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Surviving the Salesforce Security Review need not be as daunting as it seems

Our Salesforce lead Consultant, Greg Smith, provides some tips and insights into successfully navigating the Salesforce Security Review for a custom application.

Whether building your own custom app or a bespoke solution for a client, you are at some point going to be exposed to the Salesforce Security Review process.

You will have done your homework and reviewed all the formal documentation; you will have read and digested a vast majority of posts on the Salesforce communities; you may have even taken the time and gone through the associated Trailhead modules and projects, but there are still concerns about what the review may find.

Well, first of all, relax, take a deep breath, it’s really not as bad as some make out.

All new Salesforce releases along with feature developments only happen in Lightning Experience, the new, reimagined Salesforce user interface. Time Technology made a commercial decision to embrace the Lightning Platform in its early stages and promote early adoption for our clients.

Embracing such a new, almost infant technology at the time was a big step, but one we would soon understand was in the right direction. The Salesforce team had created a simple but powerful point-and-click tool that made it easy to create custom apps for Salesforce mobile and Lightning Experience.

So, the big question is, how does this help with the security review?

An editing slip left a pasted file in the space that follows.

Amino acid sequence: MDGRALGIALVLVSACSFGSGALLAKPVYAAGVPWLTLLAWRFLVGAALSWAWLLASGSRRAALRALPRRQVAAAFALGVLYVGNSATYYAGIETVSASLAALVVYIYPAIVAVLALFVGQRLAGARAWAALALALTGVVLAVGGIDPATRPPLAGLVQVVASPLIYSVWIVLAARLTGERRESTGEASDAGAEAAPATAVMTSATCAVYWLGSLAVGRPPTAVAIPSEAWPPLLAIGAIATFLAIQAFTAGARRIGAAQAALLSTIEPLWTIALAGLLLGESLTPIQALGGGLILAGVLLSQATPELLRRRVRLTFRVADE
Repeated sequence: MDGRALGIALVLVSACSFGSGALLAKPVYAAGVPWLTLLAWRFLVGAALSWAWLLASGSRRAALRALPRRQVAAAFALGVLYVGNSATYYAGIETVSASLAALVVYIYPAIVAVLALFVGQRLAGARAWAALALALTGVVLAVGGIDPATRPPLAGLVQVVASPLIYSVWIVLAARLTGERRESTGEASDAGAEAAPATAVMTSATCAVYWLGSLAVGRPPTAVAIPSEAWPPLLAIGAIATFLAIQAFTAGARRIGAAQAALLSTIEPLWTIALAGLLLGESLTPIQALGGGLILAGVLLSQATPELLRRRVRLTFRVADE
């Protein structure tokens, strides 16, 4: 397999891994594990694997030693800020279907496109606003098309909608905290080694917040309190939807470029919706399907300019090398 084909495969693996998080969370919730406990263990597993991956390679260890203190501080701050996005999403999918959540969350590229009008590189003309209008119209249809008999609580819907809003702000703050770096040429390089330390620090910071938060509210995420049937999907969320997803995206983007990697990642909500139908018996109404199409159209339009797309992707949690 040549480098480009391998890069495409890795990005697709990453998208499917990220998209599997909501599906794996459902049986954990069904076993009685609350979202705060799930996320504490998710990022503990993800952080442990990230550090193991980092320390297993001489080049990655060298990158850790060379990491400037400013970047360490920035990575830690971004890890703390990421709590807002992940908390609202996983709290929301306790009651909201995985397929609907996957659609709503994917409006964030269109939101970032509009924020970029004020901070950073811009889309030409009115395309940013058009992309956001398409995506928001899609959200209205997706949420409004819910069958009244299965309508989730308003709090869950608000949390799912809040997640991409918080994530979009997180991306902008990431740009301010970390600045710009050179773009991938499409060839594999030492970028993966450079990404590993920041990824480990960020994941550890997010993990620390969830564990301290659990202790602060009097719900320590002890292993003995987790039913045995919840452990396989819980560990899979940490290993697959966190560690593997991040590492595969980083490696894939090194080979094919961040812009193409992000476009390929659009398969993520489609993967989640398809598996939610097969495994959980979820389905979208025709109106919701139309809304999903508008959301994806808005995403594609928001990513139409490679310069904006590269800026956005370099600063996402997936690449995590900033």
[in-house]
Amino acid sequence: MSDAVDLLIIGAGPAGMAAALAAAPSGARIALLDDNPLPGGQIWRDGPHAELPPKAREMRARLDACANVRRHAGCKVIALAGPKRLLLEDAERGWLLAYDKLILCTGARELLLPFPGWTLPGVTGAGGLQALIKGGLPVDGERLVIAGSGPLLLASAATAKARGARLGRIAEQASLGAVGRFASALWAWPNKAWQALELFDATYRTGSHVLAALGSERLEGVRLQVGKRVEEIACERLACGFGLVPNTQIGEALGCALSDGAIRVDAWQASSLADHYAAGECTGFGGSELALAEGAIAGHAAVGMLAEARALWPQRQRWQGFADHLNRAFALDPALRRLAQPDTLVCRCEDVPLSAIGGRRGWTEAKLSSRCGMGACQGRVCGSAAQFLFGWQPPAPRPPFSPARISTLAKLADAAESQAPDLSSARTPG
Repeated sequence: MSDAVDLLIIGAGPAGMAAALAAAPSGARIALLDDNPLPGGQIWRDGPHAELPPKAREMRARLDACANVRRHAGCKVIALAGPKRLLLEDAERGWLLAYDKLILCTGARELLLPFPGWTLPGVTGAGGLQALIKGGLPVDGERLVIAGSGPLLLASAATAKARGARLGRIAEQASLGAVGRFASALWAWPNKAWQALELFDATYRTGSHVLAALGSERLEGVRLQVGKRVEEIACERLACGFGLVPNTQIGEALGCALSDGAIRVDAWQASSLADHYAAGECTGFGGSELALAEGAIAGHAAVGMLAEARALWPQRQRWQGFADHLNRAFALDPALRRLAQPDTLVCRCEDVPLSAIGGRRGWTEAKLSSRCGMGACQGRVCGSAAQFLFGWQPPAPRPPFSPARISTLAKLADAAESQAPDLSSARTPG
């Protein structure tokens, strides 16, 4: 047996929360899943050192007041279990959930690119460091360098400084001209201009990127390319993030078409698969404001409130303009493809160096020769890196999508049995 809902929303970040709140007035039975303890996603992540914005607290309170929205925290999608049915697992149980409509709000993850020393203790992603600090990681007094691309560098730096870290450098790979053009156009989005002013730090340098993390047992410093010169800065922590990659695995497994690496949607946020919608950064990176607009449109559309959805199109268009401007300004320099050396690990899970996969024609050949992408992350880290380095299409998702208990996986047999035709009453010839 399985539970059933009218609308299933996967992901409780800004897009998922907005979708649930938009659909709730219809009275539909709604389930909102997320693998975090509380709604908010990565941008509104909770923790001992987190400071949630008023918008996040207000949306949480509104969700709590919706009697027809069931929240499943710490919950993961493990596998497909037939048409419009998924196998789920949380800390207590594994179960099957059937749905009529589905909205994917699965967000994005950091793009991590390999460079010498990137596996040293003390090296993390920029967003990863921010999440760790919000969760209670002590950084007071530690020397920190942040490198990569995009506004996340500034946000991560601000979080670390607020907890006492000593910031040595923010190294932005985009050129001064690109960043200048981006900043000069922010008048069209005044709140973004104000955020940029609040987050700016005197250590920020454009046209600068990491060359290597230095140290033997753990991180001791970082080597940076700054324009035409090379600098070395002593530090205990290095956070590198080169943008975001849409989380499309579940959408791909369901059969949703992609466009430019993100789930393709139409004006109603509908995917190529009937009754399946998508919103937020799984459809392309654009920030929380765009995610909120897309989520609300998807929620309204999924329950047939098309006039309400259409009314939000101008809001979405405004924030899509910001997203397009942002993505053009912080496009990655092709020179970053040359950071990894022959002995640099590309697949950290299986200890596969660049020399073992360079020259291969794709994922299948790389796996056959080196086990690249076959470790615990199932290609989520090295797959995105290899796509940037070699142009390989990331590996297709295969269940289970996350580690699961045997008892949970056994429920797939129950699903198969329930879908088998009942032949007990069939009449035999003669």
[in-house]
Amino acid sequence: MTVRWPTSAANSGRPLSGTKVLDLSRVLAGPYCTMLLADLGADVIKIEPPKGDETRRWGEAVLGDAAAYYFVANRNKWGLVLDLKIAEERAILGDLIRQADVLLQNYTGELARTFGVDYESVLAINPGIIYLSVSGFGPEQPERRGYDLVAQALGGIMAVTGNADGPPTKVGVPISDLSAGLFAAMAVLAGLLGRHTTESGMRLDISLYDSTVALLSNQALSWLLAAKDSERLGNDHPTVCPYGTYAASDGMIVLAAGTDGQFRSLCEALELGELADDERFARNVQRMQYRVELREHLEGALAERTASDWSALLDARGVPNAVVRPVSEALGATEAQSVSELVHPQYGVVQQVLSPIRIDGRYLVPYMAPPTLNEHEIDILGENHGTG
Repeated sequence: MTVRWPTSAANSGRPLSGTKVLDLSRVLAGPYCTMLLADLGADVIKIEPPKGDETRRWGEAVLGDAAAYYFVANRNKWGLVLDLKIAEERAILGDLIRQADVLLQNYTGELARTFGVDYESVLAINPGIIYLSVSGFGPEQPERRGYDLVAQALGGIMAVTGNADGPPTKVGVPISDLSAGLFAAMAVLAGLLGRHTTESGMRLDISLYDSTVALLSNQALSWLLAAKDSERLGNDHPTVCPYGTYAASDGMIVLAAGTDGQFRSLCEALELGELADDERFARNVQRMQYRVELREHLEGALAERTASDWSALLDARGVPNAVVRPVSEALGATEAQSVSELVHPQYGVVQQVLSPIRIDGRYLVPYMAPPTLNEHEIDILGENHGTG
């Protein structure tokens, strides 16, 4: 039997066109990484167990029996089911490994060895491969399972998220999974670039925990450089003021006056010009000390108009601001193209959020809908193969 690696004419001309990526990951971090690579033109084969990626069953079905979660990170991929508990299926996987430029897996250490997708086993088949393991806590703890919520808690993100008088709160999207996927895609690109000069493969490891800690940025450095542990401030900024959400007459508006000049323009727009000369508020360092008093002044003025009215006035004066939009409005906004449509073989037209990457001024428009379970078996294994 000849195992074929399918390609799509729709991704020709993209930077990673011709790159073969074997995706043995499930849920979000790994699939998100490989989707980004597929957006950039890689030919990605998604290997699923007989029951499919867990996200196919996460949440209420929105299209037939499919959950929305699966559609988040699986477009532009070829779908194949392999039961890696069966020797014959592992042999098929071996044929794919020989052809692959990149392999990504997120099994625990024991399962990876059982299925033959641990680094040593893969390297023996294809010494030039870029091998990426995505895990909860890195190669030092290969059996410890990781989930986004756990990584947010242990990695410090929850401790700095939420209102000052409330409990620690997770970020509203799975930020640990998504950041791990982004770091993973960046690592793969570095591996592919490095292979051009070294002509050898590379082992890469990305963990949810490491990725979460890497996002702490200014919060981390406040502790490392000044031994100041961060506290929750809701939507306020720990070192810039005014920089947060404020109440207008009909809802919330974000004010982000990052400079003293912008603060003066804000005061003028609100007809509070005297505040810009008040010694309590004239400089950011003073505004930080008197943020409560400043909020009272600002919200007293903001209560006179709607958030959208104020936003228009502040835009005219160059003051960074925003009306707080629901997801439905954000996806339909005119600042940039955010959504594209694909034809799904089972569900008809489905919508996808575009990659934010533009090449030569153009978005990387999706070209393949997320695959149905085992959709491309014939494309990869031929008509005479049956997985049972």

Well simply by leveraging Salesforce pre-built components and standard features, you can build reasonably complex applications without having to develop custom code in-house.

Salesforce provides you with “Standard Lightning Components” which can be utilised to quickly add functions and features to a lightning page. You could enable a chatter feed to your record page, add related documents as a list or visually as a graph/chart or even attach emails. These Lightning components replace countless man-hours of custom development and code which would normally be subject to extensive testing in-house and then by the security review team.

You can of course still create your own Custom Lightning Components or have them created by someone else and then installed into your application. These will need to have their own Test Cases and need to reach the minimum 75% code coverage. You could also find Third-Party Components on the AppExchange which may already contain configured components that can be used. This extremely flexible platform ensures the Lightning Experience really is the way forward.

In summary, using Salesforce Lightning Components and pre-built features will have an enormous impact in helping you through the Security Review process.

Oh – and make sure you adopt good practices in the documentation you create. Design documents, test scripts, cases and results will all help with the review, and throw in a User guide if you have one!

Greg Smith

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